There are many versions of harissa, red with red chillies and without herbs, or green with green chillies and mint or fresh coriander. If you use dried chillies, soak them in hot water first.

To make a green version, blitz the following in a processor with some olive oil until it becomes a thick paste: 250g fresh green chillies, deseeded and chopped, 4 peeled garlic cloves, 1 Tbsp ground coriander, 1 Tbsp ground cumin, 1 Tbsp dried mint or 2-3 Tbsp fresh, 3 Tbsp fresh coriander leaves, 1 Tbsp salt or to taste. It will keep in the fridge for months.

- Zhoug is a version of chilli paste originally from Yemen, which is now popular in Israel.

There are several versions, one of which includes simmering the sauce for 10 minutes, and another which includes cloves.

Some use water instead of oil and put a layer of oil on top to preserve the sauce. Made with oil, it keeps in a jar in the fridge for several weeks according to Claudia Roden in her magisterial The Book of Jewish Food (1997). It's good on roasted vegetables, flat bread, on chicken, fish, in stews and salads. Use sparingly unless you are feeding chilliheads.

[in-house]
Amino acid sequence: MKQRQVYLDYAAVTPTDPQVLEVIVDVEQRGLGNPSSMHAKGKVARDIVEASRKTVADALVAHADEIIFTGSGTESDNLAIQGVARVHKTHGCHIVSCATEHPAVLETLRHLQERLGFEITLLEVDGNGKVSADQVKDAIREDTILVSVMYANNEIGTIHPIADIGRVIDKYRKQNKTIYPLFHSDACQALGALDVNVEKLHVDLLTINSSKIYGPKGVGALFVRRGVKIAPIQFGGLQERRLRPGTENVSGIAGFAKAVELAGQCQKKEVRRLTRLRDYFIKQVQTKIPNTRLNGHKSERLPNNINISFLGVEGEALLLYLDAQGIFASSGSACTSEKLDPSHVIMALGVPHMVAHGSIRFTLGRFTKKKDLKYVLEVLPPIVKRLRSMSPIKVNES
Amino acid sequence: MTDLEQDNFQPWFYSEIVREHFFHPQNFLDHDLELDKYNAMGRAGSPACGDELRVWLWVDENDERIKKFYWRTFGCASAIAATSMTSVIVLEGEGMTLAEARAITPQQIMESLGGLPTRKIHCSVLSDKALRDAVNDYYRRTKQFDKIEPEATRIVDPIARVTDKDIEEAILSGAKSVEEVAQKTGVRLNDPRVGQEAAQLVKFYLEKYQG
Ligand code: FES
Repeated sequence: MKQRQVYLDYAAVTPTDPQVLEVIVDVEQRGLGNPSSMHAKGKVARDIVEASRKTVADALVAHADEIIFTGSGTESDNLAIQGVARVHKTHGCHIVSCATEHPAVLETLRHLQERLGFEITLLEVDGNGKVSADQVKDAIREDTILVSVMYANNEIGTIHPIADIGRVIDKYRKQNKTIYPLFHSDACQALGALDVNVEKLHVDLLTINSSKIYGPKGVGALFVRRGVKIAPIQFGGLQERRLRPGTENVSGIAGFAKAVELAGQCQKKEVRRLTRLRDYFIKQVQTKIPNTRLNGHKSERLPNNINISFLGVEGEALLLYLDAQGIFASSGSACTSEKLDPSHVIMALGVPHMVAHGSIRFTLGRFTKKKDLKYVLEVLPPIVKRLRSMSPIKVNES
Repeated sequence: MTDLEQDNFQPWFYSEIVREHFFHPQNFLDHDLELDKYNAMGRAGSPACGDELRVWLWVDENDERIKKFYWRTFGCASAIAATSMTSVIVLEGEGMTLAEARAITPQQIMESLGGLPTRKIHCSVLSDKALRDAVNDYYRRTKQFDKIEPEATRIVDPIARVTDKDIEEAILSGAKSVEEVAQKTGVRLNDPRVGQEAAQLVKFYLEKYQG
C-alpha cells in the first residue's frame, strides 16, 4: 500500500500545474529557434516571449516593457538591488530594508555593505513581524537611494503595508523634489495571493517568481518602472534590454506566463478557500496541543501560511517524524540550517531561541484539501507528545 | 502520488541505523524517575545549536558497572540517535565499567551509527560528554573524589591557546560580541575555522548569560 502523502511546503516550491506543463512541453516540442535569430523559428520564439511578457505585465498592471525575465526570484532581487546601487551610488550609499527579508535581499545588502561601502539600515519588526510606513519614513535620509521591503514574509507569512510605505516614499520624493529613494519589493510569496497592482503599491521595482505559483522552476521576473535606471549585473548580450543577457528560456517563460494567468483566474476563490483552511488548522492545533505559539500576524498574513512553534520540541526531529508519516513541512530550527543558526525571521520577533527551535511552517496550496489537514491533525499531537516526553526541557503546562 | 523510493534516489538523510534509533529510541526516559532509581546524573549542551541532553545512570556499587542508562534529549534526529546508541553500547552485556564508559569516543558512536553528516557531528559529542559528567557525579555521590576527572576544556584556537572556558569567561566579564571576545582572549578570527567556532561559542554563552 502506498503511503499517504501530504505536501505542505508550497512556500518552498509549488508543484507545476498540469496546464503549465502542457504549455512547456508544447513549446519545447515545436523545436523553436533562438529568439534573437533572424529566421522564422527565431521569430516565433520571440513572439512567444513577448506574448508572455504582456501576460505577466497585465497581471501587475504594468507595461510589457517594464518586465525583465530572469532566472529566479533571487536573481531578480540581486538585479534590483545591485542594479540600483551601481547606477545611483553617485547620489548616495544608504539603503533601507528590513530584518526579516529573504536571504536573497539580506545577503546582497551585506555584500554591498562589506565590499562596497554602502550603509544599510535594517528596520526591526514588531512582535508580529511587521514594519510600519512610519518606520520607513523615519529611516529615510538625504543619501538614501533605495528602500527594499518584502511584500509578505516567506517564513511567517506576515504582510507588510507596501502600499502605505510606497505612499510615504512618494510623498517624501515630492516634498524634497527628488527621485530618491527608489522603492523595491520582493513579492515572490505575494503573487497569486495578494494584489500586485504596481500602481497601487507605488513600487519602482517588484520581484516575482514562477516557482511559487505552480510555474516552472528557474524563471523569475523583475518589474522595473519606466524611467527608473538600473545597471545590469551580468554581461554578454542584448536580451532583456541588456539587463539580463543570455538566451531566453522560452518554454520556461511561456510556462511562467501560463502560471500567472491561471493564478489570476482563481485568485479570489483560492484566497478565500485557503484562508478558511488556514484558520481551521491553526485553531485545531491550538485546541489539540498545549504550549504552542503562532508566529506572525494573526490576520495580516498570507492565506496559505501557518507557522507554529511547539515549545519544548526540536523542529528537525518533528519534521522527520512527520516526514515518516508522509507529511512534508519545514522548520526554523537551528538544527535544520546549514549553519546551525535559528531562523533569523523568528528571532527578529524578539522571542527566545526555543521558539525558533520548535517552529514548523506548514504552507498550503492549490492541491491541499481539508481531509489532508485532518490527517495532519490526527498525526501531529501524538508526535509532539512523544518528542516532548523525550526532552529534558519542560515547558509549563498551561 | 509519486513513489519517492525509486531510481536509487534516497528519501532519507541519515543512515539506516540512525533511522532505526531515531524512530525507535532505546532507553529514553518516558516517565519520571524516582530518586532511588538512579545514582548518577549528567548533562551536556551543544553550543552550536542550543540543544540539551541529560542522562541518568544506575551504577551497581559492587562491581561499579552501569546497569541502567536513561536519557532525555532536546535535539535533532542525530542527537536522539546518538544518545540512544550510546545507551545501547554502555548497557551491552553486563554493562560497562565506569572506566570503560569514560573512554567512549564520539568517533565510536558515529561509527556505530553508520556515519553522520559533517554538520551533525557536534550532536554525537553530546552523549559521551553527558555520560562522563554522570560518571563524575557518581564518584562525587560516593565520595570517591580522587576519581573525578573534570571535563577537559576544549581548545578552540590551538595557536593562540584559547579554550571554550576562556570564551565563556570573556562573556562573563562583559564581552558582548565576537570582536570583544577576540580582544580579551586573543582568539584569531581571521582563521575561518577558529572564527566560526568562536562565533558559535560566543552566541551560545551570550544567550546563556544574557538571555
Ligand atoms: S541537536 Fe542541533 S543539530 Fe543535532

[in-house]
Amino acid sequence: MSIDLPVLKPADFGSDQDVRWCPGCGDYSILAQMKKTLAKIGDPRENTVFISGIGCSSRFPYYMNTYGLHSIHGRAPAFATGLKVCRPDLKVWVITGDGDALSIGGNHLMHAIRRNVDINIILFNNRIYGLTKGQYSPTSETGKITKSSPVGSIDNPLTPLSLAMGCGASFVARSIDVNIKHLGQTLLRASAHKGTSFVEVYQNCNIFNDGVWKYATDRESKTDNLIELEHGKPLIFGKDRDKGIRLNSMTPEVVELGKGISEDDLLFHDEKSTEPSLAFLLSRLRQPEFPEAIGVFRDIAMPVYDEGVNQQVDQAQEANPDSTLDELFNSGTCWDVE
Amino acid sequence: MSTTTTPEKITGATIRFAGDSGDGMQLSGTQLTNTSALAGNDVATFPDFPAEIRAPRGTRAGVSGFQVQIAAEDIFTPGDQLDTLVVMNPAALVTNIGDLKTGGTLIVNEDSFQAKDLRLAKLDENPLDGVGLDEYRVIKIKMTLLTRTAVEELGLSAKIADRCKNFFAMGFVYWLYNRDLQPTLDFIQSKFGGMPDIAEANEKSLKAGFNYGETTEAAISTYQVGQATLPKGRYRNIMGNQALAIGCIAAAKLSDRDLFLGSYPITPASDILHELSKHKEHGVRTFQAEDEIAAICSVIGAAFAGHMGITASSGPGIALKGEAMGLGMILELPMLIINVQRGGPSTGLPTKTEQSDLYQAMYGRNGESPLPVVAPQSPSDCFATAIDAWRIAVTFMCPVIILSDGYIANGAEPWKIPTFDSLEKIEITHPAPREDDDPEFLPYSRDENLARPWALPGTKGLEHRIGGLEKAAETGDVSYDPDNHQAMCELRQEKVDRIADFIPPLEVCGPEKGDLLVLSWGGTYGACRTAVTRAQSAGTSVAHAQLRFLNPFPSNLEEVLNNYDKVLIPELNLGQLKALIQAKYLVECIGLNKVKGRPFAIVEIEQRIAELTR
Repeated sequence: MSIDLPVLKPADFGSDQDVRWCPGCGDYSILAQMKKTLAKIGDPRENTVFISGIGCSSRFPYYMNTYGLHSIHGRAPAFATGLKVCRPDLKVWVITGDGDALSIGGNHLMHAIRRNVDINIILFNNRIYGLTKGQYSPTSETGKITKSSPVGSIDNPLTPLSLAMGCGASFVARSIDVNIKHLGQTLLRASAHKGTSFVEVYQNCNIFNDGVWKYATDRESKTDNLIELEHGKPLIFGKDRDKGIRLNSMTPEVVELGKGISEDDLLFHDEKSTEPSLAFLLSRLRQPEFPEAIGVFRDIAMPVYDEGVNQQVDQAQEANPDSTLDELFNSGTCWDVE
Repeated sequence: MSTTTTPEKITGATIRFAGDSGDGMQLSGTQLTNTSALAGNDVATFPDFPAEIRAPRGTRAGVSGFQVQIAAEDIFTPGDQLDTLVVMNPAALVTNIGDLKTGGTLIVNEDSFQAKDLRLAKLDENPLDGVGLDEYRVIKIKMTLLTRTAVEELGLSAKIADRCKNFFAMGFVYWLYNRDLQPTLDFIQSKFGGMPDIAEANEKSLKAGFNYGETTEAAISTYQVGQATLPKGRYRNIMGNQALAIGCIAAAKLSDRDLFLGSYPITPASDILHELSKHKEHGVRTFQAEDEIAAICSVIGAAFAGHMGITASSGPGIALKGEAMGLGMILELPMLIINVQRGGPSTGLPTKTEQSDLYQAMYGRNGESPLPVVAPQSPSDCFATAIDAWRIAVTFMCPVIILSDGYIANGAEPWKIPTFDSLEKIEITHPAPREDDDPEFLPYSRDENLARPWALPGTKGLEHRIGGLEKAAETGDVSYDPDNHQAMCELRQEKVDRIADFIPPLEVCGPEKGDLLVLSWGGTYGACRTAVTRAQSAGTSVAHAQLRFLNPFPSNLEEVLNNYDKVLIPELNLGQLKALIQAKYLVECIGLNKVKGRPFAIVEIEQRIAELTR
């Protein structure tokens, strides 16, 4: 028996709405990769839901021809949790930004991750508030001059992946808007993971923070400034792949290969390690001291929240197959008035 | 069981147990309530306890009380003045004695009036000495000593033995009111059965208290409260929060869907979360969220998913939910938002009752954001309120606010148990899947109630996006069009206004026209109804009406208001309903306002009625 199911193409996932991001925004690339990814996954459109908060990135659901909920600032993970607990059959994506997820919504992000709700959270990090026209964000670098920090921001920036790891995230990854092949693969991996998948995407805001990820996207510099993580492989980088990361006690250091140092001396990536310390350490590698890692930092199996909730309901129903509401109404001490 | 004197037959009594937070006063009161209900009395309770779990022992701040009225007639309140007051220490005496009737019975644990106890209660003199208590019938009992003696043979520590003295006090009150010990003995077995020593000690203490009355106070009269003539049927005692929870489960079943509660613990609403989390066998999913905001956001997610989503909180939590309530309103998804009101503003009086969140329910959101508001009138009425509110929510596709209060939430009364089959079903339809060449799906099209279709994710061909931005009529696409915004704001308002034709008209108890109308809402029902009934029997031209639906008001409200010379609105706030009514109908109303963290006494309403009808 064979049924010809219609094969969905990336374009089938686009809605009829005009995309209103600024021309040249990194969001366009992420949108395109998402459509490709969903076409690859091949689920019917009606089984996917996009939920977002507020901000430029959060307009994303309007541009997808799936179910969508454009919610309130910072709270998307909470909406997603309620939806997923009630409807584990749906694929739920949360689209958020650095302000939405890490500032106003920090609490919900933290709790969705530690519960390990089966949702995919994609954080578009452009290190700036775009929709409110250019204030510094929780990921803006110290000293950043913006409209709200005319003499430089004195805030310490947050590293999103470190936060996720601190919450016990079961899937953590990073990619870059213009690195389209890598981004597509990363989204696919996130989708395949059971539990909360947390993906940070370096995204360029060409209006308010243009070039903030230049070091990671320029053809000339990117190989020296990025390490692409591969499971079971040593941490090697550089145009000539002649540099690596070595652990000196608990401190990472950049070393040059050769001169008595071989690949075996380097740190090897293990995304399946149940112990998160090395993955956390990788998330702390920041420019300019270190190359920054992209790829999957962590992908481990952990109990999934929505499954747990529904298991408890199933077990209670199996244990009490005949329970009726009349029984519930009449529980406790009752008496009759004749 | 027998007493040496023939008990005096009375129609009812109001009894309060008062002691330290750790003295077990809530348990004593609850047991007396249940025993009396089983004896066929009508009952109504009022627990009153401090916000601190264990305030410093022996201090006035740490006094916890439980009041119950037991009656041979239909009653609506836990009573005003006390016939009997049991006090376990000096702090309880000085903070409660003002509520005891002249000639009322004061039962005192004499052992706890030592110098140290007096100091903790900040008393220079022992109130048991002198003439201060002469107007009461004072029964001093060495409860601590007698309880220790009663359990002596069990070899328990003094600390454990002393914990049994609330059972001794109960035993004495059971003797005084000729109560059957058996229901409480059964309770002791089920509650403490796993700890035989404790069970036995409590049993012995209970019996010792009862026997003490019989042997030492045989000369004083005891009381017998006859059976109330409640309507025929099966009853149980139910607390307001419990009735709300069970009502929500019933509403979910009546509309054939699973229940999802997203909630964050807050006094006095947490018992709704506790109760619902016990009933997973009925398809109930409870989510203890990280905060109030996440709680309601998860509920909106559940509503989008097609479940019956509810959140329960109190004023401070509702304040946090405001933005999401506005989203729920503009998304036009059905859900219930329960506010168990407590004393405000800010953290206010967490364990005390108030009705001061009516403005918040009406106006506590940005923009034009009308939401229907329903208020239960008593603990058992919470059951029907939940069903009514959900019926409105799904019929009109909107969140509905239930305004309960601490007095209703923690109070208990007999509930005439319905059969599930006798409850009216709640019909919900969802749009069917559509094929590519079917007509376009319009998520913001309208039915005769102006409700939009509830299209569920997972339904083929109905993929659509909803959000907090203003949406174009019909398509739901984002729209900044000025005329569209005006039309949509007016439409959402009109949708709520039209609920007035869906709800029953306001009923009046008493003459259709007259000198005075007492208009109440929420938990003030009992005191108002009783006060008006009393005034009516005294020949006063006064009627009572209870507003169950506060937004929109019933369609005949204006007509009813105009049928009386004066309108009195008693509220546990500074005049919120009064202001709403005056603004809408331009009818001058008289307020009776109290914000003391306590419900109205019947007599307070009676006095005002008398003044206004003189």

Diana Henry in her excellent Crazy Water Pickled Lemons (2002) serves it with roasted vegetables and labneh (yoghurt cheese which is easy to make but has to drain overnight).

I used feta instead because I hadn't thought that far ahead. 4 fresh chillies, seeds of 8 cardamom pods, 5 fat cloves of garlic -peeled, 1 tsp caraway seeds, 1 tsp whole black peppercorns, a bunch of fresh coriander or half coriander and half parsley, 1 /2 tsp salt, 100ml olive oil. A squeeze of lemon or lime juice (optional).

Take the stems off the chillies, deseed if you wish, and chop roughly. Put all the ingredients in the processor and blitz until it is the consistency of a sauce or dip.